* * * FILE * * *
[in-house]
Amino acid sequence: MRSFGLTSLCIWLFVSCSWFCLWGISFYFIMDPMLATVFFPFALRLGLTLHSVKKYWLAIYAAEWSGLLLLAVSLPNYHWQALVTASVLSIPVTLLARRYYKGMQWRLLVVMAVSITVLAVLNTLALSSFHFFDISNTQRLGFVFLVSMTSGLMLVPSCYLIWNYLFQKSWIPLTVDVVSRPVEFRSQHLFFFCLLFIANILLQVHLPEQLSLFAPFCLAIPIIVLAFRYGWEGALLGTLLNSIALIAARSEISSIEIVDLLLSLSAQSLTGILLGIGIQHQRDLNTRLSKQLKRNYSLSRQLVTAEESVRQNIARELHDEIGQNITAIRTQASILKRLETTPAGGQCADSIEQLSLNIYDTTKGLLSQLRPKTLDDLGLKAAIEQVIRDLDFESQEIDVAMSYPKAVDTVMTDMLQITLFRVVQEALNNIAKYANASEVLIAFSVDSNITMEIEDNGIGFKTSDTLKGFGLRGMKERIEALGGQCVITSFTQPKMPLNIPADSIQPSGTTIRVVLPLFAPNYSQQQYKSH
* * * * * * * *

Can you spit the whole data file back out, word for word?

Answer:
[in-house]
Amino acid sequence: MRSFGLTSLCIWLFVSCSWFCLWGISFYFIMDPMLATVFFPFALRLGLTLHSVKKYWLAIYAAEWSGLLLLAVSLPNYHWQALVTASVLSIPVTLLARRYYKGMQWRLLVVMAVSITVLAVLNTLALSSFHFFDISNTQRLGFVFLVSMTSGLMLVPSCYLIWNYLFQKSWIPLTVDVVSRPVEFRSQHLFFFCLLFIANILLQVHLPEQLSLFAPFCLAIPIIVLAFRYGWEGALLGTLLNSIALIAARSEISSIEIVDLLLSLSAQSLTGILLGIGIQHQRDLNTRLSKQLKRNYSLSRQLVTAEESVRQNIARELHDEIGQNITAIRTQASILKRLETTPAGGQCADSIEQLSLNIYDTTKGLLSQLRPKTLDDLGLKAAIEQVIRDLDFESQEIDVAMSYPKAVDTVMTDMLQITLFRVVQEALNNIAKYANASEVLIAFSVDSNITMEIEDNGIGFKTSDTLKGFGLRGMKERIEALGGQCVITSFTQPKMPLNIPADSIQPSGTTIRVVLPLFAPNYSQQQYKSH